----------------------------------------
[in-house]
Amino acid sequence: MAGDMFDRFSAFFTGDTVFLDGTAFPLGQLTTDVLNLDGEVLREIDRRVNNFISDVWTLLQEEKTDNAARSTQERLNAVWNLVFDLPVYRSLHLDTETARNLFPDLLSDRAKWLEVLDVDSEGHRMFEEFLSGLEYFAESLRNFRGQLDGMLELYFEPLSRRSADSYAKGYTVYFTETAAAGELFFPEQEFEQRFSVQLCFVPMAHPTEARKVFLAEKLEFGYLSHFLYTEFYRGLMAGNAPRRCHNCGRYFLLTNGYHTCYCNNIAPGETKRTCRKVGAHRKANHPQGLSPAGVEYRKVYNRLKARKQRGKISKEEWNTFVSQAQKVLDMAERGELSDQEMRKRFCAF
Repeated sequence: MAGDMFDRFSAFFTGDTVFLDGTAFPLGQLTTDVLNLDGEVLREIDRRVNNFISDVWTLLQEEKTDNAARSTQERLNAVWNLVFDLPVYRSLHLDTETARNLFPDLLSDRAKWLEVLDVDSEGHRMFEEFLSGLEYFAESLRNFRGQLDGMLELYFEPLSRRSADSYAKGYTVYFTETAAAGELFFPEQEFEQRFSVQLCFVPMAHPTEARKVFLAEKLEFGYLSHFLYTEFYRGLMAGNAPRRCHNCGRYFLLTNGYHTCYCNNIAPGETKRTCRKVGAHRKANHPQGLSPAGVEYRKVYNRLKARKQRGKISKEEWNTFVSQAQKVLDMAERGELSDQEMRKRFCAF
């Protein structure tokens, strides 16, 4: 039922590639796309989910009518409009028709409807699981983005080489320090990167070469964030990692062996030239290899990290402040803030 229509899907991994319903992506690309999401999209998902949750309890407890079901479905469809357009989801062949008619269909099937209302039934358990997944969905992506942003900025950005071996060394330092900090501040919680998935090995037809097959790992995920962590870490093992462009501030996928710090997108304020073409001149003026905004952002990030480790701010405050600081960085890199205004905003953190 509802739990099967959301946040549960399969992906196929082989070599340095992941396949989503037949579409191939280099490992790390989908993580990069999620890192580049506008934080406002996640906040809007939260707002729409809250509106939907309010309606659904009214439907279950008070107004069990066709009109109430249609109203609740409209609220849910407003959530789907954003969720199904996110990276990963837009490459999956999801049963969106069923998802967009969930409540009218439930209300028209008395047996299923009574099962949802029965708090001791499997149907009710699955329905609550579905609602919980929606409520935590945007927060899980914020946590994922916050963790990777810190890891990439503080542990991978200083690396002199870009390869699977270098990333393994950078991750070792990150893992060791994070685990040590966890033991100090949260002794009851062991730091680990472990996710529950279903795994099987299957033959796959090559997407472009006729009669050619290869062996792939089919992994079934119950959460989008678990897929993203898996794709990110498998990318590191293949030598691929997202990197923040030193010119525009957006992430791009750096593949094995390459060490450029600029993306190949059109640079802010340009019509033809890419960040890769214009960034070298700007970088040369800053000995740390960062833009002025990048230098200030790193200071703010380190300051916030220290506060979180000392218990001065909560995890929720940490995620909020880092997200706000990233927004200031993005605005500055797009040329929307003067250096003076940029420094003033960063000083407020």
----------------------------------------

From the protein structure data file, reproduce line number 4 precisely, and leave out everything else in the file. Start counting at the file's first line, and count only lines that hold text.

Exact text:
């Protein structure tokens, strides 16, 4: 039922590639796309989910009518409009028709409807699981983005080489320090990167070469964030990692062996030239290899990290402040803030 229509899907991994319903992506690309999401999209998902949750309890407890079901479905469809357009989801062949008619269909099937209302039934358990997944969905992506942003900025950005071996060394330092900090501040919680998935090995037809097959790992995920962590870490093992462009501030996928710090997108304020073409001149003026905004952002990030480790701010405050600081960085890199205004905003953190 509802739990099967959301946040549960399969992906196929082989070599340095992941396949989503037949579409191939280099490992790390989908993580990069999620890192580049506008934080406002996640906040809007939260707002729409809250509106939907309010309606659904009214439907279950008070107004069990066709009109109430249609109203609740409209609220849910407003959530789907954003969720199904996110990276990963837009490459999956999801049963969106069923998802967009969930409540009218439930209300028209008395047996299923009574099962949802029965708090001791499997149907009710699955329905609550579905609602919980929606409520935590945007927060899980914020946590994922916050963790990777810190890891990439503080542990991978200083690396002199870009390869699977270098990333393994950078991750070792990150893992060791994070685990040590966890033991100090949260002794009851062991730091680990472990996710529950279903795994099987299957033959796959090559997407472009006729009669050619290869062996792939089919992994079934119950959460989008678990897929993203898996794709990110498998990318590191293949030598691929997202990197923040030193010119525009957006992430791009750096593949094995390459060490450029600029993306190949059109640079802010340009019509033809890419960040890769214009960034070298700007970088040369800053000995740390960062833009002025990048230098200030790193200071703010380190300051916030220290506060979180000392218990001065909560995890929720940490995620909020880092997200706000990233927004200031993005605005500055797009040329929307003067250096003076940029420094003033960063000083407020």